Commentary co-authors Barbara Evans, Ph.D., J.D., David Flockhart, M.D., Ph.D.,and Eric Meslin, Ph.D., see pharmacogenomics, which matches drugs to an individual's specific genetic makeup, as having major implications for the way health care will be delivered and financed in the future.
Pharmacogenomics has the potential to reduce "trial and error" in health care through tests that can identify, in advance, which patients are likely to have a good response to a particular drug therapy. The goal is to target specific drugs at specific patients, using genetic information to increase treatment successes and reduce adverse reactions.
The authors note that many of the health care industry's business norms date to an earlier era when prescribing was more an art than a science. "For example, the usual practice today is that patients and insurers must pay, even if a treatment fails to work. As well-targeted therapies become more commonplace, people may start to question that rule," said Dr. Evans, a senior scientist in the Indiana University School of Medicine's Department of Medicine. She is an economist and attorney has been heavily involved over the past twenty years in restructuring of regulated industries in the U.S., Russia, Central Asia, and the Middle East.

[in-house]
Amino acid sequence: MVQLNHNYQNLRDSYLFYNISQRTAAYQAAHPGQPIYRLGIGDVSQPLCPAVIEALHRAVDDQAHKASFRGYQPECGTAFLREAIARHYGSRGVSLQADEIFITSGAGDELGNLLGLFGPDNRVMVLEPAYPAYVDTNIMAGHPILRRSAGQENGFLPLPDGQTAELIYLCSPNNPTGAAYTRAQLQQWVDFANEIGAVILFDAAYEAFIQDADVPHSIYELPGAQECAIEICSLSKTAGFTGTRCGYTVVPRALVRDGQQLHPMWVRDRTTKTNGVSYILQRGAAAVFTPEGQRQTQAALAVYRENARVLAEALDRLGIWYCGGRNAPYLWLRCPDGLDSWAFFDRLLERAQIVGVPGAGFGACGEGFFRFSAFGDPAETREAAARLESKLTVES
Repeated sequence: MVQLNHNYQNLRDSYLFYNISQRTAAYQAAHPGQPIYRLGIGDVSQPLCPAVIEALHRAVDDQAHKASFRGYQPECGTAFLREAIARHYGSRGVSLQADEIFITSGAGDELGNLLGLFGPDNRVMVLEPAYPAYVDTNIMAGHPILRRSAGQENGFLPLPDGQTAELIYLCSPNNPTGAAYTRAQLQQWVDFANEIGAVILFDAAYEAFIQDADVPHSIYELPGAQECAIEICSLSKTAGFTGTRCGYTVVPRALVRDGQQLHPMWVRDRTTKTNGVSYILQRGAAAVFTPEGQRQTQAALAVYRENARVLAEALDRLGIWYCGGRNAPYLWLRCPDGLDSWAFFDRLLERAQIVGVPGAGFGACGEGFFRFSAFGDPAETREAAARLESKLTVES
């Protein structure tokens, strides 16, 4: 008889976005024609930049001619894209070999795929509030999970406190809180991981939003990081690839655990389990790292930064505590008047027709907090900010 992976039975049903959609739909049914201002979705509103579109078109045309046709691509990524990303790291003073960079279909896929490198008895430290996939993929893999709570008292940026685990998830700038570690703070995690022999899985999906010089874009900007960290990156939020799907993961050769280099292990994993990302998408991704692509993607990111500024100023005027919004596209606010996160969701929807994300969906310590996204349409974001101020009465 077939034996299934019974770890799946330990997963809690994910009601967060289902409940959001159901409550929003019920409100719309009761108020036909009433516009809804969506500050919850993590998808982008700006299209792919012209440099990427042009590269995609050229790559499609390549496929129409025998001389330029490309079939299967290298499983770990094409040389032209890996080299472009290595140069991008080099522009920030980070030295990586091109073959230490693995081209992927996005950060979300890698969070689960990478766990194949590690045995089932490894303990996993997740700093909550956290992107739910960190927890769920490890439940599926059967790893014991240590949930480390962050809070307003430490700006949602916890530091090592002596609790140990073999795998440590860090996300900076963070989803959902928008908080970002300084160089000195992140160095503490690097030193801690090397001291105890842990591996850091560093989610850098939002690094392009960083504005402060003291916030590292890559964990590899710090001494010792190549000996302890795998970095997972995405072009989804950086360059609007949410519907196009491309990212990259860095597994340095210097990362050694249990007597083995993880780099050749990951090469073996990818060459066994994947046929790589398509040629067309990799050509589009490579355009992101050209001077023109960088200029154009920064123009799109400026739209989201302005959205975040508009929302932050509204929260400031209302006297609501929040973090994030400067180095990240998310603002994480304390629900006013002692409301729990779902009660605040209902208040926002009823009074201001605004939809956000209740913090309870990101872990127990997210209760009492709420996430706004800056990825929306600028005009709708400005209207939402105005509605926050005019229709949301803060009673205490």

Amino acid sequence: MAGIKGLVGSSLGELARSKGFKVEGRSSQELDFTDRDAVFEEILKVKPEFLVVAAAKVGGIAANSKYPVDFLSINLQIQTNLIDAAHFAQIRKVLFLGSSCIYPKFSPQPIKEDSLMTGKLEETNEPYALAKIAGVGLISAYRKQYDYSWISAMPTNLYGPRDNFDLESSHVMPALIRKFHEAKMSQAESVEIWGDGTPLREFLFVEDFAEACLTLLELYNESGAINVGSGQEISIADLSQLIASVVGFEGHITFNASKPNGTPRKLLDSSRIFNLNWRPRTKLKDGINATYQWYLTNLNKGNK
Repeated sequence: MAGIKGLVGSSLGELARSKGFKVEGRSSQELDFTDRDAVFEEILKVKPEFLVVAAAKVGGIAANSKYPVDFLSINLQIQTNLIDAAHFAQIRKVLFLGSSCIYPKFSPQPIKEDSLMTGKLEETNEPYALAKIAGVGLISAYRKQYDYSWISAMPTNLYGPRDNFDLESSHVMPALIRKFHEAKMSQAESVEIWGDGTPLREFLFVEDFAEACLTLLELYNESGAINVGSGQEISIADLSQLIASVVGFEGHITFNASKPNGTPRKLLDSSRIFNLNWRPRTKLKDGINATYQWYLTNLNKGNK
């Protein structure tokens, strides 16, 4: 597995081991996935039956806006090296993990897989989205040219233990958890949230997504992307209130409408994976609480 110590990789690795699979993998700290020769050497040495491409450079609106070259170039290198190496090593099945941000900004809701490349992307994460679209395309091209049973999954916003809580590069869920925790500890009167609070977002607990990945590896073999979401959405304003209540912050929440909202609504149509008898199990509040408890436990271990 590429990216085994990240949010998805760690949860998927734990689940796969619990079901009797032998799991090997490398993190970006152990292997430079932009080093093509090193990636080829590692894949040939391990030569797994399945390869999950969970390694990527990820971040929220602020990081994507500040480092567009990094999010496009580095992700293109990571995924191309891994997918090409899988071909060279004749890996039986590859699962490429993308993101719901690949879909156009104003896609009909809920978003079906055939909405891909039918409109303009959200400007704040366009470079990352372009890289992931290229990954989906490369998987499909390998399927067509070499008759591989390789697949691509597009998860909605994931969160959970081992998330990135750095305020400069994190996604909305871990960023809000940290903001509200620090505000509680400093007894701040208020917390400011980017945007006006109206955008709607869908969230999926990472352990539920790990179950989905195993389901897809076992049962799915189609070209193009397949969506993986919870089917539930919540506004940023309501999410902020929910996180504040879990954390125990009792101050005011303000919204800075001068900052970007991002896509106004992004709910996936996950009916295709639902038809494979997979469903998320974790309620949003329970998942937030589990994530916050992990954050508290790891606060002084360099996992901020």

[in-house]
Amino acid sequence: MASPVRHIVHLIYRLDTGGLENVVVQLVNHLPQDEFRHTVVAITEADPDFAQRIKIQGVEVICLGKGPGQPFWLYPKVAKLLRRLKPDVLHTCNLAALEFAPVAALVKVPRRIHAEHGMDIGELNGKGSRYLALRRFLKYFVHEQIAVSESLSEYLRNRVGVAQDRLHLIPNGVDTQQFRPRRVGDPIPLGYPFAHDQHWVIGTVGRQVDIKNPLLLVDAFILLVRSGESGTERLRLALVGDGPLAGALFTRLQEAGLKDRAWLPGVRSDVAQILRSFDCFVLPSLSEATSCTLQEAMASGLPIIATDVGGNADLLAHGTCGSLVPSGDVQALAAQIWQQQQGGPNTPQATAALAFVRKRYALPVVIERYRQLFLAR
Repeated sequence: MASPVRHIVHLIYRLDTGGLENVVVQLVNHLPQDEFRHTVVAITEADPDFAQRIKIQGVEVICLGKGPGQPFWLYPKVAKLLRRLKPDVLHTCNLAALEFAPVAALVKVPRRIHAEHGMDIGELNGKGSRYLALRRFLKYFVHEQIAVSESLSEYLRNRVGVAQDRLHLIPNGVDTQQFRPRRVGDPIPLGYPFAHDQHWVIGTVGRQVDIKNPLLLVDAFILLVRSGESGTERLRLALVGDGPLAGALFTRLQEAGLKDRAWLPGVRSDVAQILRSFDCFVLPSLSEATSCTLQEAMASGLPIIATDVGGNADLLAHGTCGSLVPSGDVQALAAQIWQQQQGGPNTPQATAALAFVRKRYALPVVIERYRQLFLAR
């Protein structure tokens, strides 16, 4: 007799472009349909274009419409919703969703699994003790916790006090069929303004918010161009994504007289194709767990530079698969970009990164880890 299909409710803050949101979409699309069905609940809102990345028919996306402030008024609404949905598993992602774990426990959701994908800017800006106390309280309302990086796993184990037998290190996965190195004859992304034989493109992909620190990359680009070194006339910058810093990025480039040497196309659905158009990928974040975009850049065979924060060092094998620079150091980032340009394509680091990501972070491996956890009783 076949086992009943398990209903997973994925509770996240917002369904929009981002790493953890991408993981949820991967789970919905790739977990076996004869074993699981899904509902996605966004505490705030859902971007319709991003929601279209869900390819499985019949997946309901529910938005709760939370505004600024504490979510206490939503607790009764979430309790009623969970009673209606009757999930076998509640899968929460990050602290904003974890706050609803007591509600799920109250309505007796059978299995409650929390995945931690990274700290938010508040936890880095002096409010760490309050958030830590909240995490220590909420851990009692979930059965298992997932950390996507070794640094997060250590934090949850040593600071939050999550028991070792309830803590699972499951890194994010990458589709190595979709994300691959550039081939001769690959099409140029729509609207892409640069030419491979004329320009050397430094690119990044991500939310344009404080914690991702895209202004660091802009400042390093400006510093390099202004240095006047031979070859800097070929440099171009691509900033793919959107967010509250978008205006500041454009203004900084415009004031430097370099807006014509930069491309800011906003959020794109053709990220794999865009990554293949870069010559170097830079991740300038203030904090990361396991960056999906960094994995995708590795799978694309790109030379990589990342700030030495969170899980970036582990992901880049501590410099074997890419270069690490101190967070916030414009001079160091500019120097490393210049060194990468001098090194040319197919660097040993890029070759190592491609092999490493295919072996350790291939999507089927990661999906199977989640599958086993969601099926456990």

The authors expect pressure in coming years for health care providers and drug manufacturers to bear a larger share of the costs associated with drug-treatment failures that occur when therapies are not well targeted.